Add Your First WordPress Post

This lesson continues on from Lesson 5 by exploring Posts rather than Pages and explaining when you should use one rather than the other. This is one of the features of WordPress that you should understand right at the beginning of your web building so that your site behaves and functions consistently.

Hopefully, you have now added one or more Pages to your website and these provide the static, background information to tell the world about you and your website. Now it’s time to start adding content in the form of Posts, which is what will become a more on-going process as you build your website over time.

You will, I hope, be relieved to hear that adding posts is almost the same as adding pages. So I’m not going to repeat all the stuff in Lesson 5. To add a post, just follow the same instructions, substituting the word ‘post’ for the word ‘page’ and you’ll get there.

The Essential Difference Between Posts And Pages

What I’m going to do in this lesson is point out a few of the differences between posts and pages which might help you make up your mind how the two different types of entries can contribute to your website.

Posts are designed to be a more chronological, dynamic way to present content to your visitors. In the olden days, when WordPress was used primarily for blogging, each post would become the latest in the blogger’s stream of news/comments/events. (…’Raining today so no gardening ’…) The latest post would occupy the top position on the front page and earlier posts would scroll down beneath it.

If you want to have a website where you display topical information, or some sort of journal, or news, you’ll want to make use of posts. Typically, a website that uses posts also has some static pages (as above) but the Post content includes a series of entries that you add to on a regular basis and which adds further, timely content to the website.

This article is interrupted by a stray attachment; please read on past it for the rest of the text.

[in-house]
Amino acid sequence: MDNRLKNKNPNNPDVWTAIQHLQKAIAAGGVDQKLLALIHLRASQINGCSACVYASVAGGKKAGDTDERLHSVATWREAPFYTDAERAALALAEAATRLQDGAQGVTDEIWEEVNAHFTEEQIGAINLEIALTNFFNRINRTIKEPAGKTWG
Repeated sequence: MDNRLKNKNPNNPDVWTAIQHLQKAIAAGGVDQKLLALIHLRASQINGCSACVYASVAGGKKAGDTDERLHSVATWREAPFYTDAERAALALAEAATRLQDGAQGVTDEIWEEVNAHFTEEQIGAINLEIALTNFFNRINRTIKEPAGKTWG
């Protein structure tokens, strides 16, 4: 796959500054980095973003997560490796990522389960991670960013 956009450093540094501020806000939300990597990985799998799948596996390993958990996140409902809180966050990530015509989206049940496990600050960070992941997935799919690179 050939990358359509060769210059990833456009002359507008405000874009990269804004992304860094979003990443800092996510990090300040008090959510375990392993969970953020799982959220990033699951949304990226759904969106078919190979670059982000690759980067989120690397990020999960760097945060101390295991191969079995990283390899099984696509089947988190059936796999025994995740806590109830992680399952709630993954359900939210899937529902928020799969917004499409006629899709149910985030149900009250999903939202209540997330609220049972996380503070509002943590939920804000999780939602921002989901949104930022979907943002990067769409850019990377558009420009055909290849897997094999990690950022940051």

If you have a static front page then you could have a tab in the menu labelled ‘Blog’ or ‘News’ (or whatever) which would display your latest posts. I explain how to do this in Lesson 10.

Examples of posts might include product special offers, your latest news – maybe with photos, accounts of recent events or advance notice of future events – you get the picture.

Adding A Post To Your Website

From the dashboard, click on ‘Posts’, ‘Add New’ and then follow along with the same instructions as adding a Page in Lesson 5.

Whenever you write a Post it’s important to make the title really descriptive and attention seeking. Titles are often the only piece of the post that the visitor will see when they’re browsing the site and you want to encourage them to click through to read the rest of your post.

Posts don’t get added automatically to the menu like Pages do, but there are a number of very flexible options where you can direct your visitors to navigate around your posts. We’ll come to that when we look at ‘widgets’ in Lesson 8.

One of the real powers of Posts is that they also have handy features called ‘categories’ and ‘tags’ which I will now explain. You’ll see these dialogue boxes down on the right side of the Posts screen.

How To Make Use Of Categories And Tags

Categories are a way of classifying your content into topics so that your visitors can access all the posts you have written on a particular subject. To take my own site as an example, I have written a number of posts on broad categories such as ‘news’, ‘hosting’, ‘wordpress’ and more.

As you write each post, you choose one or more appropriate categories for the subject matter. This will then automatically provide a filter of all the posts in the same category so that your visitors can easily find their way through the site without having to read posts on topics that don’t interest them.

To provide navigation to all the posts in a particular category you can put a widget in a sidebar that lists all your categories and your visitor can click through to see what you’ve written on these topics. This will be covered in Lesson 8.